Recently it has been discovered that Google Home smart speakers and the Chromecast TV devices have a potential privacy leak, which could expose the locations of the owners to the hackers.
A researcher from the Tripwire security firm, Craig Young first noticed this vulnerability. According to him, this flaw essentially stems from the basic designs, which are quite widespread in the Internet of Things (IoT) devices. One of these problems is that these "devices rarely require authentication for connections received on a local network," said Young.
As per the researcher, the Home app that the owners of these devices use for configuring Google Home and Chromecast conducts most of the actions using Google's cloud. But some tasks are performed making use of the local HTTP servers and that's where a distant hacker or spammer could break it through and get the information about the users' locations, said the researcher.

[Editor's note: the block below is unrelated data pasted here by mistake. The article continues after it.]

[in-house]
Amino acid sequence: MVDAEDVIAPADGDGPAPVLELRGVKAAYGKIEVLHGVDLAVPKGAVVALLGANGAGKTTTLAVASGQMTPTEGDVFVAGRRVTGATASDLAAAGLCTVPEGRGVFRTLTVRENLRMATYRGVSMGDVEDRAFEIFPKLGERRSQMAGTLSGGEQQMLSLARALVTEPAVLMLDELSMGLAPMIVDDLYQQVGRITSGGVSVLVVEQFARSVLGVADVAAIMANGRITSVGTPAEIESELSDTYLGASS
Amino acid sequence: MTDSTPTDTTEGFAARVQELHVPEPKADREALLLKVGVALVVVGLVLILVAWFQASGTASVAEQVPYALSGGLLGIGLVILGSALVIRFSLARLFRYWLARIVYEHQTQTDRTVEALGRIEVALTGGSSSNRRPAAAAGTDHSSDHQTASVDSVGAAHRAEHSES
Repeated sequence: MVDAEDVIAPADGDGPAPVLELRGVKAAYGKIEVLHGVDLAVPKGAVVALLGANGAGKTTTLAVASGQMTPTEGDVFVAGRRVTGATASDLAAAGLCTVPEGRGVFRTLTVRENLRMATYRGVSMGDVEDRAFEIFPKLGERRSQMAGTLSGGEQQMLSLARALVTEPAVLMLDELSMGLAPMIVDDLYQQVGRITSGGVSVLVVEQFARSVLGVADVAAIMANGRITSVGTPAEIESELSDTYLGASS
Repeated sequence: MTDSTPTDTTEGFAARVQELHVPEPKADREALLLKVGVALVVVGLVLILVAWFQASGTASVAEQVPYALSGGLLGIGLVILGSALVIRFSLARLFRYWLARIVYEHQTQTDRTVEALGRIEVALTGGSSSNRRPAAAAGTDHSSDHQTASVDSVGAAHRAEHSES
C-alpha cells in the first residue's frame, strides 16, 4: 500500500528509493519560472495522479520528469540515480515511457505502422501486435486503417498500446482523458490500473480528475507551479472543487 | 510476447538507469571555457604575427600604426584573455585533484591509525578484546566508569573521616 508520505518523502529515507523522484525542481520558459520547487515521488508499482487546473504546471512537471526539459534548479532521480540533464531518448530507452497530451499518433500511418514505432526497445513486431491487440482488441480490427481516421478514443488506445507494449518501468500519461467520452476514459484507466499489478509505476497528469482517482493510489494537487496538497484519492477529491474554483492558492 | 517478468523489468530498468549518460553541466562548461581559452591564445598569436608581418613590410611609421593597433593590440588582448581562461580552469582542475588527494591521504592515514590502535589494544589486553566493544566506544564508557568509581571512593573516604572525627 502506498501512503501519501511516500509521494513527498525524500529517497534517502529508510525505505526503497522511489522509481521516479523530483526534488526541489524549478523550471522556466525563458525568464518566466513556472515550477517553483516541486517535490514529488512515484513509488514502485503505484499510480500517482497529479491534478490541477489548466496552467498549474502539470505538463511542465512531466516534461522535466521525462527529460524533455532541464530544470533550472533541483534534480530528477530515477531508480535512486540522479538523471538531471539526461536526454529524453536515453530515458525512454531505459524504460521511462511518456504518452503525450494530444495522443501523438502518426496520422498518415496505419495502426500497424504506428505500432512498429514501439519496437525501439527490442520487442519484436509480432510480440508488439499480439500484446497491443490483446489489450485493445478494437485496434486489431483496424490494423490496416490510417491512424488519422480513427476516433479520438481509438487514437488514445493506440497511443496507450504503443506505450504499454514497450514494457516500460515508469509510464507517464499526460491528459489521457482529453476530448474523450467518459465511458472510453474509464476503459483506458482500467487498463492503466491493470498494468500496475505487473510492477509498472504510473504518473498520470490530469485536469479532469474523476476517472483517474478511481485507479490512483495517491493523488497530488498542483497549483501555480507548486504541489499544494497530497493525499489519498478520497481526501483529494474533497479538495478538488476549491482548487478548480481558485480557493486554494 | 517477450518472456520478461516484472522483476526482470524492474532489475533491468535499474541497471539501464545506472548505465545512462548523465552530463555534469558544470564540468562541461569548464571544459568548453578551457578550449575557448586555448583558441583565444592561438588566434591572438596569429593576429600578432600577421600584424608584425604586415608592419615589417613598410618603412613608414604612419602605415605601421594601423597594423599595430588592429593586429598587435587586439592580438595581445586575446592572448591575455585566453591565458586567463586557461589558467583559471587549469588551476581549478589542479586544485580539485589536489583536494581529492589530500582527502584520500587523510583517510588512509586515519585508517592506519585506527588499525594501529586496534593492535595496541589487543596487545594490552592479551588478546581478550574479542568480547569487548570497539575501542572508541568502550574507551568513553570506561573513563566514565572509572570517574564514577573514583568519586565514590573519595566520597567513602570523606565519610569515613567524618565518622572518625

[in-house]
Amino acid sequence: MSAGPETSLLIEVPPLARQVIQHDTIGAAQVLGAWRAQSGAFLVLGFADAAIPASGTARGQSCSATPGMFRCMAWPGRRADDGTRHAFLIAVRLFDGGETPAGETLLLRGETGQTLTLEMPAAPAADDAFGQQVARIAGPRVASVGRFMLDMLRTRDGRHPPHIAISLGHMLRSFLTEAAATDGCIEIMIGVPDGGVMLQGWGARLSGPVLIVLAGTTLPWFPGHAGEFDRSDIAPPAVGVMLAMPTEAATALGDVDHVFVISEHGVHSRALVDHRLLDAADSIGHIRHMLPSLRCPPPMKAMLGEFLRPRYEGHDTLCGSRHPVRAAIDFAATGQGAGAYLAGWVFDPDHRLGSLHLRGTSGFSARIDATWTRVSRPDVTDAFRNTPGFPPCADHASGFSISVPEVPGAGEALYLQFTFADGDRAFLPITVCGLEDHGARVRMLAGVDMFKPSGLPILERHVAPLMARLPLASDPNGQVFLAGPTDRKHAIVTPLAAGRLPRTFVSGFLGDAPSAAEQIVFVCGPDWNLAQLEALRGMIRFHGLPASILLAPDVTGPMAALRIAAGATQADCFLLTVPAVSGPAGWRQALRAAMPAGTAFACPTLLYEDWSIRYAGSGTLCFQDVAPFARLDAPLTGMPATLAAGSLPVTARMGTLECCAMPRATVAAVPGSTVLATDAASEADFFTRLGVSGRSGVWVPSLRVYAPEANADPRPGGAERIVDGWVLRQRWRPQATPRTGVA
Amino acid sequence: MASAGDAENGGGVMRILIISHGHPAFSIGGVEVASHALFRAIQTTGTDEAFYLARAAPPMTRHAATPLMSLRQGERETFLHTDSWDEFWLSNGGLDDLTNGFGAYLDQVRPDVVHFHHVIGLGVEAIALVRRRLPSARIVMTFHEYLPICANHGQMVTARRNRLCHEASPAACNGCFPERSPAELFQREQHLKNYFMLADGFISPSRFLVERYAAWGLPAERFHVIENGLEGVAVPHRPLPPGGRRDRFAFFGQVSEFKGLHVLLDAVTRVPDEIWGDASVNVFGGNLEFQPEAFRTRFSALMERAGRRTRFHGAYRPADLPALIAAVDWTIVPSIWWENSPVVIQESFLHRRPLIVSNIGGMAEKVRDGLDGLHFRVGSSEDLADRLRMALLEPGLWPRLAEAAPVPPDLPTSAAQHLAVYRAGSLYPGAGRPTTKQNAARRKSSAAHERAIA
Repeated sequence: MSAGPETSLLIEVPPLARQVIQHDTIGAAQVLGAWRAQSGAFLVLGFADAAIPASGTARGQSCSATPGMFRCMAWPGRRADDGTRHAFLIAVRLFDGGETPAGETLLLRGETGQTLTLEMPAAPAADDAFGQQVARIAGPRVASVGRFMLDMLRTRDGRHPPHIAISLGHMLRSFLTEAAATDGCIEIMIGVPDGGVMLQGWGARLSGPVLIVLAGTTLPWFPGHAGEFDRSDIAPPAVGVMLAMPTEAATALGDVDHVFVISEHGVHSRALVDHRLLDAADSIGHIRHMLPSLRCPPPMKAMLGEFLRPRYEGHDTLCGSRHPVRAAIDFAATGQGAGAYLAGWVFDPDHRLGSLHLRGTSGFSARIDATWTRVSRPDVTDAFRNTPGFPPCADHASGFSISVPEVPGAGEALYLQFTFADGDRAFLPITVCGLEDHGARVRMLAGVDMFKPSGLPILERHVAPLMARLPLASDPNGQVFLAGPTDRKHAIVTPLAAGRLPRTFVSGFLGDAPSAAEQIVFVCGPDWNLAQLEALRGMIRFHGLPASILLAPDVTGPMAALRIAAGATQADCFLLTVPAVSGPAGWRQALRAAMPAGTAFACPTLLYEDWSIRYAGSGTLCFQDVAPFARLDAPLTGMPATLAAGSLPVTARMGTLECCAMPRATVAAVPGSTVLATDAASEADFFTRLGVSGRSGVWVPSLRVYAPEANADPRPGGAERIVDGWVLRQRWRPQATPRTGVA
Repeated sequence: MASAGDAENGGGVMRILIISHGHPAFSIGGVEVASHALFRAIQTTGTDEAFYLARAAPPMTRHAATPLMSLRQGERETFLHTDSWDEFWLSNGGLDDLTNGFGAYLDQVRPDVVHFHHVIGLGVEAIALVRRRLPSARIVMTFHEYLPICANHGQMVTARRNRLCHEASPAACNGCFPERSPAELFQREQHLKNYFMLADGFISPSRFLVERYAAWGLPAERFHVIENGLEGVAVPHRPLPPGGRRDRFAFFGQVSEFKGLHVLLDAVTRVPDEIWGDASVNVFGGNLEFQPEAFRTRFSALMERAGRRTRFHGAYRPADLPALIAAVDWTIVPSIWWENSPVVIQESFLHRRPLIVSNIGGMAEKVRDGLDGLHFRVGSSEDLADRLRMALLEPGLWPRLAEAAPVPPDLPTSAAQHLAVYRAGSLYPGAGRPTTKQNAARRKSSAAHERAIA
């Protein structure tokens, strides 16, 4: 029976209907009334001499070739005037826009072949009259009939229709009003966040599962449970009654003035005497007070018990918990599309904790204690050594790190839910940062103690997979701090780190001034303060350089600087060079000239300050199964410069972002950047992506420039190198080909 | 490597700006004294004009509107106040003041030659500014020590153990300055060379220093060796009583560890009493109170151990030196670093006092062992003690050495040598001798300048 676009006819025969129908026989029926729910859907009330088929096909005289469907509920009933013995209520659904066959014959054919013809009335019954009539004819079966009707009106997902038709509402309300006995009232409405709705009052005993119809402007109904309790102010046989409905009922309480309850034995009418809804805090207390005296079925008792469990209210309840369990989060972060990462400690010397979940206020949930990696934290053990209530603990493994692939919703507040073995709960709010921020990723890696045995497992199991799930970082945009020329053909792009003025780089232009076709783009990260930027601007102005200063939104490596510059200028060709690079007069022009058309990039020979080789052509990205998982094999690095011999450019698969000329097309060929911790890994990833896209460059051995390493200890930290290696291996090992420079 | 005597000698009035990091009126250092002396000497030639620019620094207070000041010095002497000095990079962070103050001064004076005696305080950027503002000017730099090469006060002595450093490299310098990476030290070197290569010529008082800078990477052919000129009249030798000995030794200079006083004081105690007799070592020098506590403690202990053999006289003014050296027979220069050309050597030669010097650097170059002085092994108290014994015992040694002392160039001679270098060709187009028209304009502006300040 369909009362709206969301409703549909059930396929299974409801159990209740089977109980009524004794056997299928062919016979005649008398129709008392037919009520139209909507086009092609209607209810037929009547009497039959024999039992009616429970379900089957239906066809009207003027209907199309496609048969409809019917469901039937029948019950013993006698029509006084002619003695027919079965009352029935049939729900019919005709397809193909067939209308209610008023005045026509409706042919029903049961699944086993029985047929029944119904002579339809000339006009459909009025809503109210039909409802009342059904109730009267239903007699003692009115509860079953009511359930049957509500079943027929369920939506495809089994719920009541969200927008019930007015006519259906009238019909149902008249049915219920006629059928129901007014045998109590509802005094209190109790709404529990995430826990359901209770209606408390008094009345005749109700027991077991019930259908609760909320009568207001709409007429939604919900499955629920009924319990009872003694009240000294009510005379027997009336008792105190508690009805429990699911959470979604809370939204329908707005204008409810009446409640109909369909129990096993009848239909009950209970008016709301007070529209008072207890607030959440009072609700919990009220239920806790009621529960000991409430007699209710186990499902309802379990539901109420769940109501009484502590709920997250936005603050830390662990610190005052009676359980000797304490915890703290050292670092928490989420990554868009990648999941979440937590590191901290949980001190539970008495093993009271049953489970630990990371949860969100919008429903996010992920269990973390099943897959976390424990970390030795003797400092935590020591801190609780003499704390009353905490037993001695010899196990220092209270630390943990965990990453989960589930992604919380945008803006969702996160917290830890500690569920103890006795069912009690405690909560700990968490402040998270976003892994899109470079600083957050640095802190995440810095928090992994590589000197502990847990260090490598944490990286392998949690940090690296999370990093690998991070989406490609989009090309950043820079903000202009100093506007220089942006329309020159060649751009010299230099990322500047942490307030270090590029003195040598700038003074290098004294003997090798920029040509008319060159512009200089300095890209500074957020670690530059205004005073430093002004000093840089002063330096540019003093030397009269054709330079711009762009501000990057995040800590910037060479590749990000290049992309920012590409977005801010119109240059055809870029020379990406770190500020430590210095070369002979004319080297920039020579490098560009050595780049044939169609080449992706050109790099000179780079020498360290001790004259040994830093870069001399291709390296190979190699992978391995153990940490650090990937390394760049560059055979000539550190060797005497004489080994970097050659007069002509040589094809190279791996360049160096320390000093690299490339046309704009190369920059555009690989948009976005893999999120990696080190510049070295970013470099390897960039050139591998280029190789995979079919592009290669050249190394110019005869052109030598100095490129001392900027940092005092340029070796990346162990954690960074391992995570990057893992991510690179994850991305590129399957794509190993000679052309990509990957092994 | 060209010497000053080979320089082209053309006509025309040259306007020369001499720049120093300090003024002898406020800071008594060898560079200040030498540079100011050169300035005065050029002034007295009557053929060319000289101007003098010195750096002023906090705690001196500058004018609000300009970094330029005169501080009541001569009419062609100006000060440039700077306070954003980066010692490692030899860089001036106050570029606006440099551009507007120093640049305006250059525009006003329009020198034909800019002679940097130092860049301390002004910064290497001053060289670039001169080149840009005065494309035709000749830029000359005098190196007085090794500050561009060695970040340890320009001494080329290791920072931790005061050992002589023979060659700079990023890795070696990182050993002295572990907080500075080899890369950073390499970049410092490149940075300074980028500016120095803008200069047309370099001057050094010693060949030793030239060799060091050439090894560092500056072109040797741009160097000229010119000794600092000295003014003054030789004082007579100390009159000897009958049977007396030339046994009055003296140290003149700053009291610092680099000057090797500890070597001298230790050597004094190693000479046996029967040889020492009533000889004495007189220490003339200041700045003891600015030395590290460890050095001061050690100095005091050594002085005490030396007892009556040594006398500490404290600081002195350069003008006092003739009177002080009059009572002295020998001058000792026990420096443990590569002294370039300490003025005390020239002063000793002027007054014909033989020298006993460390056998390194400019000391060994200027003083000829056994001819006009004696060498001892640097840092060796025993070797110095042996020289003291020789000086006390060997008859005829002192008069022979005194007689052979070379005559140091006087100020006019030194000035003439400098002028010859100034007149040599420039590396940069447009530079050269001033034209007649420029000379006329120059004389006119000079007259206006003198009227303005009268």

Now, the good news is that Google has already addressed the problem and said that they are working to fix the privacy leak, reported security researcher Brian Krebs.
"Security is an ongoing focus for our teams. We're aware of the report and will be rolling out a fix in the coming weeks," Google told USA Today.
Young conducted a test to see how the breach happens and how much vulnerable it makes the users.
"Although Google's app, which uses this functionality, implies that you must be logged into a Google account linked with the target device, there is, in fact, no authentication mechanism built into the protocol level," explained Young.
He revealed that on his home network, with the aid of his DNS rebinding server, he was not only able to hijack the screen attached to the Chromecast but was actually able to use data extracted from the devices to determine their physical location with "astonishing accuracy".